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125 Years of adventure with National Geographic

Categories : Exhibitions and Museums, published on : 7/6/17

From 3rd May to 18th September 2017, the Natural History Museum and National Geographic retrace 125 years of adventures, explorations and travels through more than 100 iconic photos and 6 unpublished videos. Embark on an incredible journey at the exhibition in the nave of the MNHN Mineralogy Gallery.



National Geographic: Getting to know the planet better


The world-famous National Geographic magazine was founded 125 years ago. In 1888, a small group of adventurers, explorers and scientists set out to discover the treasures and mysteries of our planet. They braved inhospitable and inaccessible jungles, traversed vast deserts, plunged abyssal depths, reached the poles and conquered the highest peaks in search of the secrets of the natural world. Their vibrant testimonies on the wonders of the universe were captured, photographed and then recorded in a newsletter that gave birth to the National Geographic magazine that is available in 33 countries. The magazine endorses the "The better we know the planet, the more we want to protect it" standard.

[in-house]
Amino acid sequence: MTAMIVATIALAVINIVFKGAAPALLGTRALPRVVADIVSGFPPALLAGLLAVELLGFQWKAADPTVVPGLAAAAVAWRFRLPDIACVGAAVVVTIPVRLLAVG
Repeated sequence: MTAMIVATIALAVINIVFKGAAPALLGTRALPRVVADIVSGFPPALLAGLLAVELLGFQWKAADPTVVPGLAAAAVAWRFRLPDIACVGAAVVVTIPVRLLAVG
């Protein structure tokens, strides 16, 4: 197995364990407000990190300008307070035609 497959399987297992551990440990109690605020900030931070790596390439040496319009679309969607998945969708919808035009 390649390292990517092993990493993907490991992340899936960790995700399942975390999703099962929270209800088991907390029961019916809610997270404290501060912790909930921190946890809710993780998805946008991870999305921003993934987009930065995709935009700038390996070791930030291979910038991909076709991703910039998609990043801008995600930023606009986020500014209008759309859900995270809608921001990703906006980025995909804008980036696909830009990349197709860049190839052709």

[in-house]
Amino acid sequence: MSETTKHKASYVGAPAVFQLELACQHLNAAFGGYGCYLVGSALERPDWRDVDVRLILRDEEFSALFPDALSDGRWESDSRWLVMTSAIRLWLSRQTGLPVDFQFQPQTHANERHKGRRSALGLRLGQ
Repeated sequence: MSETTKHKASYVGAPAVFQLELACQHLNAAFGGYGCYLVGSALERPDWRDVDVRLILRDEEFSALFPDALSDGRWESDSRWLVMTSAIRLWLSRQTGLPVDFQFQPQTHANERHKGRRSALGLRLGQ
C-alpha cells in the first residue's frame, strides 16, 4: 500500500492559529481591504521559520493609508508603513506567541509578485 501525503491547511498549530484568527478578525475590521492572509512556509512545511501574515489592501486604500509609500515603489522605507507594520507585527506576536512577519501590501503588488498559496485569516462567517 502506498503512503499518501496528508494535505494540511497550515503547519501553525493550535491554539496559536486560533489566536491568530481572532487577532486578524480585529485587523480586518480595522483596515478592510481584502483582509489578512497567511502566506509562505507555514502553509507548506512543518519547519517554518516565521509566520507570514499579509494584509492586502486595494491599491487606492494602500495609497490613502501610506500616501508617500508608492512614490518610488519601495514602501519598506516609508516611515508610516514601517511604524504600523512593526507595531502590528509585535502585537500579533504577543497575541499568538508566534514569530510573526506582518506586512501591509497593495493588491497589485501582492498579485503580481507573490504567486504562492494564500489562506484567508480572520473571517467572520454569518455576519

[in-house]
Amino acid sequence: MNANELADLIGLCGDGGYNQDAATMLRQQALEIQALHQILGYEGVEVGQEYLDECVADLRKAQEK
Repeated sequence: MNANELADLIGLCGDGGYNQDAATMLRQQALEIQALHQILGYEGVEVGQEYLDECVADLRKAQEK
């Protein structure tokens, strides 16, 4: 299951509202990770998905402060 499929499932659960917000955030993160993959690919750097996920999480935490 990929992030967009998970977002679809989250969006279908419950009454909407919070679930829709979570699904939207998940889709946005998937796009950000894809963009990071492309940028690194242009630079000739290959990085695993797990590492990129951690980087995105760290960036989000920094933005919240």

Once upon a time ... The Earth’s best stories


The exhibition dedicated to the legend that is the National Geographic is superbly staged in a 100-metre space that is bordered by Corinthian columns and bathed in light. Your journey begins with an in-depth look at the poles, the summits and the deepest oceans and covers various parts of the world. You will climb Everest through memories of the 1963 "Roof of the World" expedition; a trip that cost photographer Barry Bishop, victim of the icy cold, ten toes and two fingers. Other highlights of the exhibition include Machu Picchu and the ruins of the Inca royal city, an expedition to Gabon in search of Central Africa’s last virgin forest as well as trips to China, Egypt and Central America. Be sure to see the amazing bathyscaphe used by Jacques Cousteau!



The animals at the heart of the exhibition


The exhibition will also reveal fabulous animals like the lynx that was snapped in Ontario in 1902 in the middle of the night by Georges Shiras using a special technique called "Jacklighting". The puma photographed against the famous Hollywood hill and 1910 photo of a Kenyan zebra are also worth noting. Finally, you’ll love seeing the work of wildlife photographer, Joel Sartore the "Harcourt" of the natural world -many of his portraits made the front cover of National Geographic.

Photo credit : Jean-Pierre Delibéra - Flickr